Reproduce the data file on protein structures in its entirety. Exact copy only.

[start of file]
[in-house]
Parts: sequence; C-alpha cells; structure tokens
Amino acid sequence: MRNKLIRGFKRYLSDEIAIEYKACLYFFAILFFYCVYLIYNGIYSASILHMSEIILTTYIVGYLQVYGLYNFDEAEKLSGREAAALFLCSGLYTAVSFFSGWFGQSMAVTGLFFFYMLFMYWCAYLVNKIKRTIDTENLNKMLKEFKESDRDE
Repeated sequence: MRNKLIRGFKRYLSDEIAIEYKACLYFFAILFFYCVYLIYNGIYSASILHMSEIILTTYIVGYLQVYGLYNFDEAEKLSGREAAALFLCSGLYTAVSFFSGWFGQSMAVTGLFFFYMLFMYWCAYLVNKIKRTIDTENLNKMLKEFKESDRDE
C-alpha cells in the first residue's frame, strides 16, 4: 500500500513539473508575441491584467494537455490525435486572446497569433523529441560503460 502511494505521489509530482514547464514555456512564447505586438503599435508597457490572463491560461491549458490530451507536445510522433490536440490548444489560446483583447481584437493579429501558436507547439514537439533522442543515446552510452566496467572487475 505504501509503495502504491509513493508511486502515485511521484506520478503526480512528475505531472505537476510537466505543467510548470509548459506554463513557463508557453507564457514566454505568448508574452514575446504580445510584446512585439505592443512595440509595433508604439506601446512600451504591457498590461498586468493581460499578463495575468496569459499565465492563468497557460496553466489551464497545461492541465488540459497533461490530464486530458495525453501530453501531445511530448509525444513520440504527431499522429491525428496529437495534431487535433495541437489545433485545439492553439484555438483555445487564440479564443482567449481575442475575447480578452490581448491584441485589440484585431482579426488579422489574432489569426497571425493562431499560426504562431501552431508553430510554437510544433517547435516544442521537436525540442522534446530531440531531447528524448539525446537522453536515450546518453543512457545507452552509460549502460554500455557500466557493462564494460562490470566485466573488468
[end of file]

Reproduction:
[in-house]
Parts: sequence; C-alpha cells; structure tokens
Amino acid sequence: MRNKLIRGFKRYLSDEIAIEYKACLYFFAILFFYCVYLIYNGIYSASILHMSEIILTTYIVGYLQVYGLYNFDEAEKLSGREAAALFLCSGLYTAVSFFSGWFGQSMAVTGLFFFYMLFMYWCAYLVNKIKRTIDTENLNKMLKEFKESDRDE
Repeated sequence: MRNKLIRGFKRYLSDEIAIEYKACLYFFAILFFYCVYLIYNGIYSASILHMSEIILTTYIVGYLQVYGLYNFDEAEKLSGREAAALFLCSGLYTAVSFFSGWFGQSMAVTGLFFFYMLFMYWCAYLVNKIKRTIDTENLNKMLKEFKESDRDE
C-alpha cells in the first residue's frame, strides 16, 4: 500500500513539473508575441491584467494537455490525435486572446497569433523529441560503460 502511494505521489509530482514547464514555456512564447505586438503599435508597457490572463491560461491549458490530451507536445510522433490536440490548444489560446483583447481584437493579429501558436507547439514537439533522442543515446552510452566496467572487475 505504501509503495502504491509513493508511486502515485511521484506520478503526480512528475505531472505537476510537466505543467510548470509548459506554463513557463508557453507564457514566454505568448508574452514575446504580445510584446512585439505592443512595440509595433508604439506601446512600451504591457498590461498586468493581460499578463495575468496569459499565465492563468497557460496553466489551464497545461492541465488540459497533461490530464486530458495525453501530453501531445511530448509525444513520440504527431499522429491525428496529437495534431487535433495541437489545433485545439492553439484555438483555445487564440479564443482567449481575442475575447480578452490581448491584441485589440484585431482579426488579422489574432489569426497571425493562431499560426504562431501552431508553430510554437510544433517547435516544442521537436525540442522534446530531440531531447528524448539525446537522453536515450546518453543512457545507452552509460549502460554500455557500466557493462564494460562490470566485466573488468